Amazon’s search reach is bigger than many may realize, with more (44%) shoppers searching for products on Amazon than on search engines (34%) or retailers’ sites (21%), according to research from big-data marketing company BloomReach, conducted by consumer research firm Survata. That’s a big jump from three years ago, when Forrester Research pegged Amazon’s search at 30%.
The vast majority — 75% — of consumers said Amazon does best at personalizing their shopping experience. Two-thirds say that can’t fathom why their favorite retail sites don’t offer the same level of personalization.
Meanwhile, in another BloomReach/Survata survey of 500 digital retail marketers, just 44% of marketers said Amazon is their biggest threat while 86% also identified Google and other search engines as their biggest problem.
It appears that marketers are badly underestimating Amazon’s brawny search capabilities, reserving their worry for more traditional search engines like Google. But, while it’s true that Google and search engines in general can interfere with retailers’ personalization efforts, marketers are all over the map — and differ from shoppers — in their concepts of what “personalization” means. Some 38% say it applies to consumer personas, 37% to individual consumers, and 24% say it’s a matter of broad consumer segments or demographics.
That’s leading to a big demotion for omnichannel and mobile commerce efforts, despite retailers’ stated appreciation for the need to offer personalization and purchase across all channels.
“People don’t think ‘now I’m going to shop on my phone; now I’m going to shop on my laptop; now I’m back on my phone.’ They just shop,” BloomReach marketing chief Joelle Kaufman told Venture Beat. “But marketers often painfully approach omnichannel personalization in this way, siloing data and chalking every solution up to a responsive-design problem. Marketers are ignoring the 25x mobile-influence factor, inaccurately thinking that ‘omnichannel’ and ‘personalization’ are mutually exclusive.”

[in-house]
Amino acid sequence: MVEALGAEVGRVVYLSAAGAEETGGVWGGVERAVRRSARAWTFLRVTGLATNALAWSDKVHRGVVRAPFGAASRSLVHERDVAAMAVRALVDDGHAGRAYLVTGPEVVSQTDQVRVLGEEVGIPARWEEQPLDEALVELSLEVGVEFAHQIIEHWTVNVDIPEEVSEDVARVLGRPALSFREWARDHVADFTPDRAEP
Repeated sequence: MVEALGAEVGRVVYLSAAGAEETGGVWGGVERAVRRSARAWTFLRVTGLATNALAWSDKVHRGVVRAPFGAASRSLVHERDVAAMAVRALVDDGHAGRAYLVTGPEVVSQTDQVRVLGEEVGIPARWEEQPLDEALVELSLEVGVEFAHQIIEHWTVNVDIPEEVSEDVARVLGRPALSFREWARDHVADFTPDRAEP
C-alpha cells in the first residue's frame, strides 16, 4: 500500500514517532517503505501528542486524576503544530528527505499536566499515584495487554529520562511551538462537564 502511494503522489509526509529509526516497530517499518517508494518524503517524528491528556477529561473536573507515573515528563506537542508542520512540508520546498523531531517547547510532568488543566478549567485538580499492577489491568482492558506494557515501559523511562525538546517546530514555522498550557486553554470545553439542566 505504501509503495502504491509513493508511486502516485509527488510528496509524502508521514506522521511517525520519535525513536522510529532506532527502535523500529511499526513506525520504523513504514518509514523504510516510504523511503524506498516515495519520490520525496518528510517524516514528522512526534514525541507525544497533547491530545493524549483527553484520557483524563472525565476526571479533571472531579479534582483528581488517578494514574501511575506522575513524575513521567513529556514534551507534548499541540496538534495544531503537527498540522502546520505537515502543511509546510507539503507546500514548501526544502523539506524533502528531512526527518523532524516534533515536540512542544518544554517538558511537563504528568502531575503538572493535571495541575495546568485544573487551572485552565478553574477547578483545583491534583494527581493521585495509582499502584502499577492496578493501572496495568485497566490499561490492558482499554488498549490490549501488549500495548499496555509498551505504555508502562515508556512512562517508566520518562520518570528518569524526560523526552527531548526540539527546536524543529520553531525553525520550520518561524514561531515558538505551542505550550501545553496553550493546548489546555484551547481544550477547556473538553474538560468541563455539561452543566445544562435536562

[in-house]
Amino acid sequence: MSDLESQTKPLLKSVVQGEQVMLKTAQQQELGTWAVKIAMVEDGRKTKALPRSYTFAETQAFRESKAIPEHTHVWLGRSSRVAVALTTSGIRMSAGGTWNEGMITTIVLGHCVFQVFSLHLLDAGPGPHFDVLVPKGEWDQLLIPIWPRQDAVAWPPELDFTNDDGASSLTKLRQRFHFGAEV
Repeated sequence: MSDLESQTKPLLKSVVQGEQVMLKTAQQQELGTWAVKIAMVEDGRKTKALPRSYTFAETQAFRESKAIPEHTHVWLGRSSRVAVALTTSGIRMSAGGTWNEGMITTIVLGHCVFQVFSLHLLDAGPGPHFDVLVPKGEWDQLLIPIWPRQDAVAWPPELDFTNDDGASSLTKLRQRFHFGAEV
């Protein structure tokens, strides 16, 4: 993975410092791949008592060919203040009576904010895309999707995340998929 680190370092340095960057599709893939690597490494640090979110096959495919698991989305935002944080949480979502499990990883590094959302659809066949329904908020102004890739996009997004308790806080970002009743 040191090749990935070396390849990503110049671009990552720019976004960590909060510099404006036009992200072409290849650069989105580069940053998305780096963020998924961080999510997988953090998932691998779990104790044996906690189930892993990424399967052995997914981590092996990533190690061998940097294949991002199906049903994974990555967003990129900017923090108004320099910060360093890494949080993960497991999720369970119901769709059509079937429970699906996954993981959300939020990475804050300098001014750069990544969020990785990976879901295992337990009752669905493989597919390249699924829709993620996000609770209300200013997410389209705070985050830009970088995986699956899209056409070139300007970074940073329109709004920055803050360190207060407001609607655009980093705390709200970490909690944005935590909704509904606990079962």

Some retailers, however, are acutely aware of the power of Amazon’s search power, Jason Goldberg, VP of commerce for digital marketing firm Razorfish, told Retail Dive.
“For a lot of people who want to do product research online you go to Amazon because they have information about every product in the world,” Goldberg said. “So Amazon has a huge head start, and that’s how Amazon becomes the online shopping destination.”
Wal-Mart, for example, has recently redoubled its efforts to beef up its product descriptions online, even for merchandise it doesn’t necessarily have available, Goldberg says.
In addition to gaining an advantage as a destination, having superior search capabilities allows retailers to discover what products people are looking for. “If you know what products people are searching and interested in, you know what to carry,” Goldberg said.